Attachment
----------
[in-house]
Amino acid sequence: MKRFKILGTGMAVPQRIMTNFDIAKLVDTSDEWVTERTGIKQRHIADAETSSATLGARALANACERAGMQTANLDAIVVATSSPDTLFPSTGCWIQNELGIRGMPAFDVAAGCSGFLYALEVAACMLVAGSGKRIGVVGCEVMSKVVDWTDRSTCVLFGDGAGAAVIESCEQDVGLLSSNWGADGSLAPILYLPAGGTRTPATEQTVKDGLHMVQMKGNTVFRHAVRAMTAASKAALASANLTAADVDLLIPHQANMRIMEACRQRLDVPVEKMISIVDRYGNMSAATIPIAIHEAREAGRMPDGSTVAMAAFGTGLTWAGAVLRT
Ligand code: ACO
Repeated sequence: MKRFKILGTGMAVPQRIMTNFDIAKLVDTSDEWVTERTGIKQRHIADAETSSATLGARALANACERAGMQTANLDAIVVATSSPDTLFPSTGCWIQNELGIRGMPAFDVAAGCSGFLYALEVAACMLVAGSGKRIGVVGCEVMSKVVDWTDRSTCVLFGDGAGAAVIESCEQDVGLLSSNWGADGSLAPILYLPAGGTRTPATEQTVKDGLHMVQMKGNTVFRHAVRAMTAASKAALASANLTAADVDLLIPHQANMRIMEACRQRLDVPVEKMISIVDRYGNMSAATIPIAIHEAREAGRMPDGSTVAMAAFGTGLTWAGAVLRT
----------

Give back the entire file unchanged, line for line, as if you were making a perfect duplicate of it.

[in-house]
Amino acid sequence: MKRFKILGTGMAVPQRIMTNFDIAKLVDTSDEWVTERTGIKQRHIADAETSSATLGARALANACERAGMQTANLDAIVVATSSPDTLFPSTGCWIQNELGIRGMPAFDVAAGCSGFLYALEVAACMLVAGSGKRIGVVGCEVMSKVVDWTDRSTCVLFGDGAGAAVIESCEQDVGLLSSNWGADGSLAPILYLPAGGTRTPATEQTVKDGLHMVQMKGNTVFRHAVRAMTAASKAALASANLTAADVDLLIPHQANMRIMEACRQRLDVPVEKMISIVDRYGNMSAATIPIAIHEAREAGRMPDGSTVAMAAFGTGLTWAGAVLRT
Ligand code: ACO
Repeated sequence: MKRFKILGTGMAVPQRIMTNFDIAKLVDTSDEWVTERTGIKQRHIADAETSSATLGARALANACERAGMQTANLDAIVVATSSPDTLFPSTGCWIQNELGIRGMPAFDVAAGCSGFLYALEVAACMLVAGSGKRIGVVGCEVMSKVVDWTDRSTCVLFGDGAGAAVIESCEQDVGLLSSNWGADGSLAPILYLPAGGTRTPATEQTVKDGLHMVQMKGNTVFRHAVRAMTAASKAALASANLTAADVDLLIPHQANMRIMEACRQRLDVPVEKMISIVDRYGNMSAATIPIAIHEAREAGRMPDGSTVAMAAFGTGLTWAGAVLRT